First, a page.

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Framing policy on low emissions vehicles in terms of economic gains: might the most straightforward gain be delivered by supply chain activity to support refuelling?


  • Alabi Oluwafisayo

    (International Public Policy Institute, University of Strathclyde)

  • Martin Smith

    (St Andrews Centre for Advanced Materials, University of St Andrews)

  • John Irvine

    (Barelett School of Environment, University College London)

  • Karen Turner

    (International Public Policy Institute, University of Strathclyde)


A core theme of the UK Government’s new Industrial Strategy is exploiting opportunities for domestic supply chain development. This extends to a special ‘Automotive Sector Deal’ that focuses on the shift to low emissions vehicles (LEVs). Here attention is on electric vehicle and battery production and innovation. In this paper, we argue that a more straightforward gain in terms of framing policy around potential economic benefits may be made through supply chain activity to support refuelling of battery/hydrogen vehicles. We set this in the context of LEV refuelling supply chains potentially replicating the strength of domestic upstream linkages observed in the UK electricity and/or gas industries. We use input-output multiplier analysis to deconstruct and assess the structure of these supply chains relative to that of more import-intensive petrol and diesel supply. A crucial multiplier result is that for every £1million of spending on electricity (or gas), 8 full-time equivalent jobs are supported throughout the UK. This compares to less than 3 in the case of petrol/diesel supply. Moreover, the importance of service industries becomes apparent, with 67% of indirect and induced supply chain employment to support electricity generation being located in services industries. The comparable figure for GDP is 42%.

Suggested Citation

  • Alabi Oluwafisayo & Martin Smith & John Irvine & Karen Turner, 2018. "Framing policy on low emissions vehicles in terms of economic gains: might the most straightforward gain be delivered by supply chain activity to support refuelling?," Working Papers 1801, University of Strathclyde Business School, Department of Economics.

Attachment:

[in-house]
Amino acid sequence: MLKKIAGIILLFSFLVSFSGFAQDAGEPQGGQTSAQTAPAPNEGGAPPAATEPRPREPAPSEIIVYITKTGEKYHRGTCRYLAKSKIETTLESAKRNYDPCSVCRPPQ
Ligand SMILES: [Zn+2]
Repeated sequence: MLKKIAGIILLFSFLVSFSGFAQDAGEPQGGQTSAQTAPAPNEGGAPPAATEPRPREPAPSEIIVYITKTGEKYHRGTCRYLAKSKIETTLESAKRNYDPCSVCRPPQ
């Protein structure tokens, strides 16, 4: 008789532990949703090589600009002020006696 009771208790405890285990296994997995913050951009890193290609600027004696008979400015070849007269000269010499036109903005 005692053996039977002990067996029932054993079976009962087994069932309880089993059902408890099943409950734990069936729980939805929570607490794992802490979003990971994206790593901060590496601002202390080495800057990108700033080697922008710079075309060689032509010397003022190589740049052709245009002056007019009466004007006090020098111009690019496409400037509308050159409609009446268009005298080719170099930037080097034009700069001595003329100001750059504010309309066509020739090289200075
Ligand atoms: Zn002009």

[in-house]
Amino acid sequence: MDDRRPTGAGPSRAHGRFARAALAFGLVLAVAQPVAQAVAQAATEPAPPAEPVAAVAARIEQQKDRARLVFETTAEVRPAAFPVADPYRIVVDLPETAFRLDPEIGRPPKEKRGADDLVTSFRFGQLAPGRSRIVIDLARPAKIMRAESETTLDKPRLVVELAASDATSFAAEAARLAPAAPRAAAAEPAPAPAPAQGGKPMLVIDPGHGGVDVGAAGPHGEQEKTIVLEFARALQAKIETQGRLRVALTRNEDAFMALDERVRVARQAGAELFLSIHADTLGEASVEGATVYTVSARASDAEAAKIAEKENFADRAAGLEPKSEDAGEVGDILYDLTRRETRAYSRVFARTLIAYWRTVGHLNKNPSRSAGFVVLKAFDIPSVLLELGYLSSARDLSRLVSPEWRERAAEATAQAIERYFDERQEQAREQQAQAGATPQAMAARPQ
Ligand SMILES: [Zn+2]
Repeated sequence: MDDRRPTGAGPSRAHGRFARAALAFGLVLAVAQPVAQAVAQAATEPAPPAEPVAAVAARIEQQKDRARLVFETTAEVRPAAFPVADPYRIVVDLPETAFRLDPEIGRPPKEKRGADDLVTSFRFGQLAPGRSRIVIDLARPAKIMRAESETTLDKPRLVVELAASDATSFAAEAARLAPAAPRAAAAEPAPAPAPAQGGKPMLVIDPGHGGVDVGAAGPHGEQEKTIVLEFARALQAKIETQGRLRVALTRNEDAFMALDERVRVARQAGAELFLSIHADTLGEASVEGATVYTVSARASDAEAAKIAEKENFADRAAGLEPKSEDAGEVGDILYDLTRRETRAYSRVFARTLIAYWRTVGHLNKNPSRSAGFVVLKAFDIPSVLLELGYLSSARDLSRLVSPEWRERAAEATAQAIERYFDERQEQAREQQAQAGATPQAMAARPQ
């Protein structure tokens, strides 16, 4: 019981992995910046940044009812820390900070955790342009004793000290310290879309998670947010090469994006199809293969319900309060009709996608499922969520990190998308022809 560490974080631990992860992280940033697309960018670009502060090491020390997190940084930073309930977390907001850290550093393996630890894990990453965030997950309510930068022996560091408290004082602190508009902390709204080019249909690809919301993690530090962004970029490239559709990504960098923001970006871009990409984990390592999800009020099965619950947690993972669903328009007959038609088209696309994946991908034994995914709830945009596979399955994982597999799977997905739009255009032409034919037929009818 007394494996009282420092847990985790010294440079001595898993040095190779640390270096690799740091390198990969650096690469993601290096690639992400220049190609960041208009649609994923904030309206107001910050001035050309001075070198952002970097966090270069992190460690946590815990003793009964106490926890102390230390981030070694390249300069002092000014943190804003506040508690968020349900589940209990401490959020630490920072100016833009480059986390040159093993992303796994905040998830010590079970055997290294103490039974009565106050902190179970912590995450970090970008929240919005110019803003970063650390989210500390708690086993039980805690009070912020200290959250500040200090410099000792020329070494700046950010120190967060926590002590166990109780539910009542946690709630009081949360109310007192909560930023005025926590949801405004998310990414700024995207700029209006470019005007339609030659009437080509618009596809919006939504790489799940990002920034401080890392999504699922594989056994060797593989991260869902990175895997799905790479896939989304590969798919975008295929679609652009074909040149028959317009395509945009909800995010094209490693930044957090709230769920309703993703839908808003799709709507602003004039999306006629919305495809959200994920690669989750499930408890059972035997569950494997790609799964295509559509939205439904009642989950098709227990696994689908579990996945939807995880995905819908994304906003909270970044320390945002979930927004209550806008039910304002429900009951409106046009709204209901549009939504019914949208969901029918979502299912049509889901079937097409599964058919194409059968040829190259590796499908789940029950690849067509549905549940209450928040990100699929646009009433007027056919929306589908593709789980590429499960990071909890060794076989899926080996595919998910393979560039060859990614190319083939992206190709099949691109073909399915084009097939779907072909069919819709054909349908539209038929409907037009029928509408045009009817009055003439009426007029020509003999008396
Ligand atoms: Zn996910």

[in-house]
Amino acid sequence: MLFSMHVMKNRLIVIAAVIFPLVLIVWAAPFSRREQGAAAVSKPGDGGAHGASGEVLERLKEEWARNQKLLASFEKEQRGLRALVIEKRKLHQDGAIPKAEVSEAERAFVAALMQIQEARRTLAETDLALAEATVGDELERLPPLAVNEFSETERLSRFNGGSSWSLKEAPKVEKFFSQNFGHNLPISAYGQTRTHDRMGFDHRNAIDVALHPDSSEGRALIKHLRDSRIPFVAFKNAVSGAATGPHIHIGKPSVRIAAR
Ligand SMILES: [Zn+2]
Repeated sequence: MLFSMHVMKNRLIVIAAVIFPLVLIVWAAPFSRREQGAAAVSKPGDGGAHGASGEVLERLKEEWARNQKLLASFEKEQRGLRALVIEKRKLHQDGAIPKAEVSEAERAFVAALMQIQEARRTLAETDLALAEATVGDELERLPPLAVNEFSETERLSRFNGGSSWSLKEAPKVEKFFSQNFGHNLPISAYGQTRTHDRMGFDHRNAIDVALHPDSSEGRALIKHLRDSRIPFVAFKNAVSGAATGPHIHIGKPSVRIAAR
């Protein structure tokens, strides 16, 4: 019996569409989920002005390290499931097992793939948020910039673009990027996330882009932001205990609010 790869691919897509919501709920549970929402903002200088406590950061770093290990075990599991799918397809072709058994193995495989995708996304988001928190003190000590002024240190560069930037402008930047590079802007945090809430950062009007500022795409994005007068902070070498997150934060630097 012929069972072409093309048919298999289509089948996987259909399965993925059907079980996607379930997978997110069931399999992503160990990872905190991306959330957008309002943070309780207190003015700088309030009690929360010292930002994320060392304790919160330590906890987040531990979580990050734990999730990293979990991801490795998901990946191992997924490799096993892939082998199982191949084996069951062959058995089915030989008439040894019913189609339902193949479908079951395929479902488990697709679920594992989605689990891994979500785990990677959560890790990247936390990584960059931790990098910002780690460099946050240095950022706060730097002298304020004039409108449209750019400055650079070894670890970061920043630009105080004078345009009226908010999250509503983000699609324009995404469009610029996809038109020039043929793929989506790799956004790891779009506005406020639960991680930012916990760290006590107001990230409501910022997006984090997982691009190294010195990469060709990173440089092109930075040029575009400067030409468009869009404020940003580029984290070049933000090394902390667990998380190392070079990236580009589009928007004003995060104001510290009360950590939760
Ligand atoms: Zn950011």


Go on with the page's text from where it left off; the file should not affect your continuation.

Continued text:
• Handle: RePEc:str:wpaper:1801

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    References listed on IDEAS

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    Cited by:

    1. Alabi, Oluwafisayo & Turner, Karen & Figus, Gioele & Katris, Antonios & Calvillo, Christian, 2020. "Can spending to upgrade electricity networks to support electric vehicles (EVs) roll-outs unlock value in the wider economy?," Energy Policy, Elsevier, vol. 138(C).

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    More about this item


    electric vehicles; input-output model; multipliers; value-added multiplier; employment multiplier; supply chain development;
    All these keywords.

    JEL classification:

    • C67 - Mathematical and Quantitative Methods - - Mathematical Methods; Programming Models; Mathematical and Simulation Modeling - - - Input-Output Models
    • Q42 - Agricultural and Natural Resource Economics; Environmental and Ecological Economics - - Energy - - - Alternative Energy Sources
    • Q43 - Agricultural and Natural Resource Economics; Environmental and Ecological Economics - - Energy - - - Energy and the Macroeconomy
    • Q48 - Agricultural and Natural Resource Economics; Environmental and Ecological Economics - - Energy - - - Government Policy
    • R48 - Urban, Rural, Regional, Real Estate, and Transportation Economics - - Transportation Economics - - - Government Pricing and Policy

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